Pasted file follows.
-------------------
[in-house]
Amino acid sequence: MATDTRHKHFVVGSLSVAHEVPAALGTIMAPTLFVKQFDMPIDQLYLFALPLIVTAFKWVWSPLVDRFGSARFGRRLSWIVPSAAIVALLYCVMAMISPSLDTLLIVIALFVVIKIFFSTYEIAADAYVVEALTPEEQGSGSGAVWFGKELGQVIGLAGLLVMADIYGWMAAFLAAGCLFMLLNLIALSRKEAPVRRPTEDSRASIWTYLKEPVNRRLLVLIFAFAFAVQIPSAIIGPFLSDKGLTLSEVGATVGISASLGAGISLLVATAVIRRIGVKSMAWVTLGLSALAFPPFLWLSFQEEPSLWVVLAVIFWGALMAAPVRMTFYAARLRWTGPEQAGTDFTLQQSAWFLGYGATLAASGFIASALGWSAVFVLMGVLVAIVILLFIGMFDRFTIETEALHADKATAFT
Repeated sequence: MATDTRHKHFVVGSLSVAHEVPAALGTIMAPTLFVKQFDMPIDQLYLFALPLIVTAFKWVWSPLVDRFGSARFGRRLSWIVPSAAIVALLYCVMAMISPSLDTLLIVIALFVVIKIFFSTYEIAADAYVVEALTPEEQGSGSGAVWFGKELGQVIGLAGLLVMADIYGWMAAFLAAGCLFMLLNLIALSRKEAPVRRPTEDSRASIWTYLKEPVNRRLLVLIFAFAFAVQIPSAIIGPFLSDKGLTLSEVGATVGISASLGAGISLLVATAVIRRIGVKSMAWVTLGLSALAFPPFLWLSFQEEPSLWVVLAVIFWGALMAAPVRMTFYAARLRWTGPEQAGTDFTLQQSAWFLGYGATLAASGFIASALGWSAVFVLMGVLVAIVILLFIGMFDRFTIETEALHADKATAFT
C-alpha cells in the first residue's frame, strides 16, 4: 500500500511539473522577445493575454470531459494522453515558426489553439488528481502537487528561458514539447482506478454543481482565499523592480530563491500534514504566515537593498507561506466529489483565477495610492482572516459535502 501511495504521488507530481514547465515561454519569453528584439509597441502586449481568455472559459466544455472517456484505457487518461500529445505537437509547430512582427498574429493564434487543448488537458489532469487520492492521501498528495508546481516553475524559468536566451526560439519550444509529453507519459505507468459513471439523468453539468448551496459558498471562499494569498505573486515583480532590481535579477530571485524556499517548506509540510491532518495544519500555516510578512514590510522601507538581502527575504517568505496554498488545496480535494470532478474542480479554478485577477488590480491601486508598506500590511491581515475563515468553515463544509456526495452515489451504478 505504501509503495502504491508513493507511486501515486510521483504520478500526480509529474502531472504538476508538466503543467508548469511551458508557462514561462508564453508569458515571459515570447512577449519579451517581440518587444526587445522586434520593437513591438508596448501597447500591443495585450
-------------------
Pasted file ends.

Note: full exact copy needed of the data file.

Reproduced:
[in-house]
Amino acid sequence: MATDTRHKHFVVGSLSVAHEVPAALGTIMAPTLFVKQFDMPIDQLYLFALPLIVTAFKWVWSPLVDRFGSARFGRRLSWIVPSAAIVALLYCVMAMISPSLDTLLIVIALFVVIKIFFSTYEIAADAYVVEALTPEEQGSGSGAVWFGKELGQVIGLAGLLVMADIYGWMAAFLAAGCLFMLLNLIALSRKEAPVRRPTEDSRASIWTYLKEPVNRRLLVLIFAFAFAVQIPSAIIGPFLSDKGLTLSEVGATVGISASLGAGISLLVATAVIRRIGVKSMAWVTLGLSALAFPPFLWLSFQEEPSLWVVLAVIFWGALMAAPVRMTFYAARLRWTGPEQAGTDFTLQQSAWFLGYGATLAASGFIASALGWSAVFVLMGVLVAIVILLFIGMFDRFTIETEALHADKATAFT
Repeated sequence: MATDTRHKHFVVGSLSVAHEVPAALGTIMAPTLFVKQFDMPIDQLYLFALPLIVTAFKWVWSPLVDRFGSARFGRRLSWIVPSAAIVALLYCVMAMISPSLDTLLIVIALFVVIKIFFSTYEIAADAYVVEALTPEEQGSGSGAVWFGKELGQVIGLAGLLVMADIYGWMAAFLAAGCLFMLLNLIALSRKEAPVRRPTEDSRASIWTYLKEPVNRRLLVLIFAFAFAVQIPSAIIGPFLSDKGLTLSEVGATVGISASLGAGISLLVATAVIRRIGVKSMAWVTLGLSALAFPPFLWLSFQEEPSLWVVLAVIFWGALMAAPVRMTFYAARLRWTGPEQAGTDFTLQQSAWFLGYGATLAASGFIASALGWSAVFVLMGVLVAIVILLFIGMFDRFTIETEALHADKATAFT
C-alpha cells in the first residue's frame, strides 16, 4: 500500500511539473522577445493575454470531459494522453515558426489553439488528481502537487528561458514539447482506478454543481482565499523592480530563491500534514504566515537593498507561506466529489483565477495610492482572516459535502 501511495504521488507530481514547465515561454519569453528584439509597441502586449481568455472559459466544455472517456484505457487518461500529445505537437509547430512582427498574429493564434487543448488537458489532469487520492492521501498528495508546481516553475524559468536566451526560439519550444509529453507519459505507468459513471439523468453539468448551496459558498471562499494569498505573486515583480532590481535579477530571485524556499517548506509540510491532518495544519500555516510578512514590510522601507538581502527575504517568505496554498488545496480535494470532478474542480479554478485577477488590480491601486508598506500590511491581515475563515468553515463544509456526495452515489451504478 505504501509503495502504491508513493507511486501515486510521483504520478500526480509529474502531472504538476508538466503543467508548469511551458508557462514561462508564453508569458515571459515570447512577449519579451517581440518587444526587445522586434520593437513591438508596448501597447500591443495585450